Israeli Soldier Gilad Shalit Held by Hamas to Be Released

Alexander Marquardt

Israeli soldier Gilad Shalit is shown in a photo provided July 10, 2007.

Israel and Hamas said tonight that a deal had been struck to exchange Israeli soldier Gilad Shalit for more than 1,000 Palestinian prisoners held by Israel.

Israeli Prime Minister Benjamin Netanyahu said Shalit, held by Hamas in the Gaza Strip for more than five years, would be home in the “next few days.”

Hamas leader Khaled Meshaal trumpeted the “national achievement” of exchanging 1,027 Palestinians prisoners “for just one Israeli prisoner.” He said the release of Palestinian prisoners would take place in two stages, with 450 to be released in the coming days and the next 550 within two months. Among the prisoners to be released are 27 women and 315 men serving life sentences.

It is not clear when or where Shalit would be released.

Netanyahu convened a special meeting of his full cabinet tonight to discuss and vote on the swap, saying at the beginning of the meeting, “if all goes as planned, Gilad will be back in Israel in the next few days with his family and his people.”

Netanyahu said it was imperative to strike a deal now, “when storms are sweeping the Middle East.” “I do not know if in the near future we would have been able to reach a better deal or any deal at all,” he continued. “It is very possible that this window of opportunity, that opened because of the circumstances, would close indefinitely and we would never have been able to bring Gilad home at all.”

There was celebration both at the Shalit tent vigil in Jerusalem as well as in Hamas-controlled Gaza where guns were fired in the air.

“Those who will be released are heroes who will come back to freedom and struggle against occupation,” said Meshaal, speaking from Syria’s capital Damsacus where he is based. He added that he was disappointed to not be able to announce the release of all Palestinians from Israeli jails.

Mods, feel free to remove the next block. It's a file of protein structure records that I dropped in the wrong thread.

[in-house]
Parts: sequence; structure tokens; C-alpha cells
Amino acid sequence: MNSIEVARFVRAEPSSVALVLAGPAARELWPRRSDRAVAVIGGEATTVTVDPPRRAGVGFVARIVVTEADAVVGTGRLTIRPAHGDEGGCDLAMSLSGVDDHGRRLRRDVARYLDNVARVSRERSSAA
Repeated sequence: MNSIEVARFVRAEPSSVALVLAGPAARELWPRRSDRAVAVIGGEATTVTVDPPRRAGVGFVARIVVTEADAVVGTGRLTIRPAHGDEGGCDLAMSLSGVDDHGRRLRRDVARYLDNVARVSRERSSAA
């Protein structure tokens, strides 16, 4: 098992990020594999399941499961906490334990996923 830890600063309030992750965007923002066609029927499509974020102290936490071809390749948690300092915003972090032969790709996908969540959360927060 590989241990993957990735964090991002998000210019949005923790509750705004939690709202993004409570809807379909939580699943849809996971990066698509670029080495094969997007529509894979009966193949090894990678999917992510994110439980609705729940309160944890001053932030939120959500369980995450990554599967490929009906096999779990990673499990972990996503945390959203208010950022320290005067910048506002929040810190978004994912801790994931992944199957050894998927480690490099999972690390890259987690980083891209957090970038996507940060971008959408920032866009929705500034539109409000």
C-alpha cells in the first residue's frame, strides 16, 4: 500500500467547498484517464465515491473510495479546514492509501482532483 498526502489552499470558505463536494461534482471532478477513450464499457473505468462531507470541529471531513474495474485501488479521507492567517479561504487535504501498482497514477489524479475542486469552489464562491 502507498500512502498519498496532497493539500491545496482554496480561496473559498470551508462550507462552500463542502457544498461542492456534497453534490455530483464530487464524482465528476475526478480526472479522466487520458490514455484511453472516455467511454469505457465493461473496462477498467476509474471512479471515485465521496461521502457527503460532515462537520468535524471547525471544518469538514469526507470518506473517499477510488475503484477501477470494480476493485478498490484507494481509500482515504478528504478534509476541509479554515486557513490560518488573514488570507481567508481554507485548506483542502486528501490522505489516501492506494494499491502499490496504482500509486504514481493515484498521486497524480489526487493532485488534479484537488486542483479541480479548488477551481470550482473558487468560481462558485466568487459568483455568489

Shalit was captured by Hamas militants in a cross border raid in June 2006. The young sergeant was 19 at the time. In the past five years, he has been allowed no visitors and was last seen in a video clip in October 2009.

Egypt and a German negotiator had been mediating discussions between the two sides and previous close deals had fallen apart. One Israeli official told ABC News that Hamas is now currying favor with Egypt’s new government because they want to move their leadership from Syria – in the throes of a bloody uprising in which thousands of Sunni Muslims have died – to Egypt.

Shalit’s face can be found on billboards, bumper stickers and flags across Israel. Every up and down in the negotiations for his release is a headline in the Israeli media and every Israeli politician must prove how dedicated he or she is to releasing Shalit. In a country where military service is mandatory, Shalit’s plight touched many here. However, the release of so many prisoners for Shalit is controversial given the many Israeli deaths they are convicted of. No names have been made official but protests broke out in Israel about some of the rumored names.

”It is a very difficult decision,” said Netanyahu. “I feel for the families of victims of terror, I appreciate their suffering and distress, I am one of them. But leadership must be examined at moments such as this, being able to make difficult, but right, decisions.”